They are difficult to make, like a "ship in a bottle".
After the temari is completed, the stuffing inside is taken out, the loose ball put in the bottle and then stuffed again with cotton wool until it is round.
Below is a one with cherry blossoms, sakura

散る桜残る桜も散る桜
chiru sakura nokoru sakura mo chiru sakura

scattering cherry blossoms
remaining cherry blossoms also become
scattering cherry blossoms







There is even a museum for these temari in a glass bowl in the town now.
愛荘町立愛知川びんてまりの館 (滋賀県愛荘町)


CLICK for more photos


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Darumari ”だる毬”Daruma Temari
A set you can buy and make your own ball, with a Daruma pattern.

だるちゃんプロデュース / だるまぐねっと



They also make other things with Daruma
Daruable 貴山圭子(だるチャン)



. Keiko Kiyama 貴山圭子 Daruchan  

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. tsurushibina つるし雛 / 吊るし雛 small hanging hina dolls .



shippoo, shichihoo mari 七宝まり / 七宝鞠
hand ball with seven treasures


Just like the auspicious rings (wa 輪) are connected, so should be the peace and harmony with people (wa 和) be connected for the girl. Added with the wish for a good marriage and many children, also good family business.

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temari 鞠(まり)-手毬(てまり)"hand ball"



An auspicious symbol for the New Year and a beloved toy of all small kids. May the girl grow up "round" without any problems, and have a fulfilled life.


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Related words


***** Temari Balls, decorative hand balls (temari)
Ball catching song, ball bouncing song
(temari uta 手毬歌, 手毬唄、てまりうた)

kigo for the New Year

***** . kemari 蹴鞠 kick ball game .


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10 comments:

Anonymous said...

Oh My,
these temari are just beautiful!
S.

News said...

Sky Above, Great Wind:
The Life and Poetry of Zen Master Ryokan
Kazuaki Tanahashi

Ryokan (1758–1831) is, along with Dogen and Hakuin, one of the three giants of Zen in Japan. But unlike his two renowned colleagues, Ryokan was a societal dropout, living mostly as a hermit and a beggar. He was never head of a monastery or temple. He liked playing with children. He had no dharma heir. Even so, people recognized the depth of his realization, and he was sought out by people of all walks of life for the teaching to be experienced in just being around him.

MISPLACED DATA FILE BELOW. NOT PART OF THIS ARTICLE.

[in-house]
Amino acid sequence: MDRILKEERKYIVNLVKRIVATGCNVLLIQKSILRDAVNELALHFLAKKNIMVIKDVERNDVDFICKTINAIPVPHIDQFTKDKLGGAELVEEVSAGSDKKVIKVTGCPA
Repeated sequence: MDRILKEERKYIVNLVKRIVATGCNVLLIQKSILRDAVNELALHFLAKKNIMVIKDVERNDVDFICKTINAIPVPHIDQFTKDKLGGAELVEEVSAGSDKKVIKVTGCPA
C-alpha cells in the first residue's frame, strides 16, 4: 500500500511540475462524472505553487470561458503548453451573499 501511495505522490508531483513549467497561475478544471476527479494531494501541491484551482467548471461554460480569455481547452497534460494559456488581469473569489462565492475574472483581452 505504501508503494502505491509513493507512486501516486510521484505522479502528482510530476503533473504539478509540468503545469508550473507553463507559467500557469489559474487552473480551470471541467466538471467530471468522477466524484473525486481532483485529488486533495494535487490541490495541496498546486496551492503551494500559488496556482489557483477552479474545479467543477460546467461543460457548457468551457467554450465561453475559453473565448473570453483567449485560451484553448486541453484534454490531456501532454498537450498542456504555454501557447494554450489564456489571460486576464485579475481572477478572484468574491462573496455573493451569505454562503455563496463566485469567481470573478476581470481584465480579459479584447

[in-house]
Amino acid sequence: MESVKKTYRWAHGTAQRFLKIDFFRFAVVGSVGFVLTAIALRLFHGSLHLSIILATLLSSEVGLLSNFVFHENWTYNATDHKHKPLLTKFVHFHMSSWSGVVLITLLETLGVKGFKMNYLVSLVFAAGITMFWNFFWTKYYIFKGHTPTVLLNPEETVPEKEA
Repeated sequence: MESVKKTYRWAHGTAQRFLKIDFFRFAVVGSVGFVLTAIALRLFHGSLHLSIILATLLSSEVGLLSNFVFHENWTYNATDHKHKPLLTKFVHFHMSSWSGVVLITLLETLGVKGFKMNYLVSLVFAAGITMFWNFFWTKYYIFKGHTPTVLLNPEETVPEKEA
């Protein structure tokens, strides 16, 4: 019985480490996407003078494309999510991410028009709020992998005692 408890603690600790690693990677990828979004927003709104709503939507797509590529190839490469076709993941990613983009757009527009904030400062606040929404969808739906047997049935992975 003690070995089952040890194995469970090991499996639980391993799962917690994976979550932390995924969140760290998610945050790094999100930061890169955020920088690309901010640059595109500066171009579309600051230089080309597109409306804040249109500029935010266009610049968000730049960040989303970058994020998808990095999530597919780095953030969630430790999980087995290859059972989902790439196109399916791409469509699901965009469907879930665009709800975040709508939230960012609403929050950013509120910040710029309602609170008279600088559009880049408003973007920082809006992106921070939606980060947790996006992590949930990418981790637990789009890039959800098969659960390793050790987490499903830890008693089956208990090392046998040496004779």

His poetry and art were wildly popular even in his lifetime. He is now regarded as one of the greatest poets of the Edo Period, along with Basho, Buson, and Issa. He was also a master artist-calligrapher with a very distinctive style, due mostly to his unique and irrepressible spirit, but also because he was so poor he didn’t usually have materials: his distinctive thin line was due to the fact that he often used twigs rather than the brushes he couldn’t afford. He was said to practice his brushwork with his fingers in the air when he didn’t have any paper.

There are hilarious stories about how people tried to trick him into doing art for them, and about how he frustrated their attempts. As an old man, he fell in love with a young Zen nun who also became his student. His affection for her colors the mature poems of his late period. This collection contains more than 140 of Ryokan’s poems, with selections of his art, and of the very funny anecdotes about him.

http://www.amazon.com/Sky-Above-Great-Wind-Poetry/dp/1590309820

Gabi Greve said...

In stubborn stupidity, I live on alone
befriended by trees and herbs.
Too lazy to learn right from wrong,
I laugh at myself, ignoring others.
Lifting my bony shanks, I cross the stream,
a sack in my hand, blessed by spring weather.
Living thus, I want for nothing,
at peace with all the world.

- Ryokan
[English translation by Mei Hui Huang and Larry Smith]
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Gabi Greve - WKD said...

What quiet loneliness fills the autumn air!
As I lean on my staff, the wind turns cold
A solitary village lies shrouded in mist
By a country bridge, a figure passes
bound for home.

An old crow comes to roost in the ancient forest
Lines of wild geese slant toward the horizon
Only a monk in black robes remains
Standing motionless before the river at twilight.

.tr. Abe & Haskel
.

Gabi Greve - Buson said...

Yosa Buson

春雨にぬれつつ屋根の手毬かな
harusame ni nuretsutsu yane no temari kana

Songs for children

Gabi Greve - Mingei said...

temari balls with tsubaki camellia patterns

http://omamorifromjapan.blogspot.jp/2014/02/tsubaki-blossom-art.html

Gabi Greve - Darumapedia said...

Kagawa precfecture, Shikoku

Kannonji 観音寺 Temple Kannon-Ji

Sanuki kagari 讃岐かがり hand ball / Kannonji temari 観音寺手毬

Gabi Greve - Darumapedia said...

Kirikane decorated balls
Mari kōgō (まり香盒, incense box ball)
by National Living Treasure of Japan as a Kirikane artist,
Eri Sayoko (江里佐代子, 1945-2007).

Gabi Greve - Darumapedia said...

- flying tofu -

雁鴨は我を見捨てゝ去りにけり
豆腐に羽根の無きぞ嬉しき

Goose and duck
leaving, I am out of luck
happily, I see
My tofu, lacking wings
cannot abandon me!

. Ryokan / Ryookan 良寛 (1758-1831) .


. Flying Tofu, discussion with Robin D. Gill .
Kyoka, Japan's Comic Verse: A Mad in Translation Reader
By Robin D. Gill
.

Gabi Greve - Darumapedia said...

temari 鞠(まり)-手毬(てまり)hand ball, rag ball
Ladies making Temari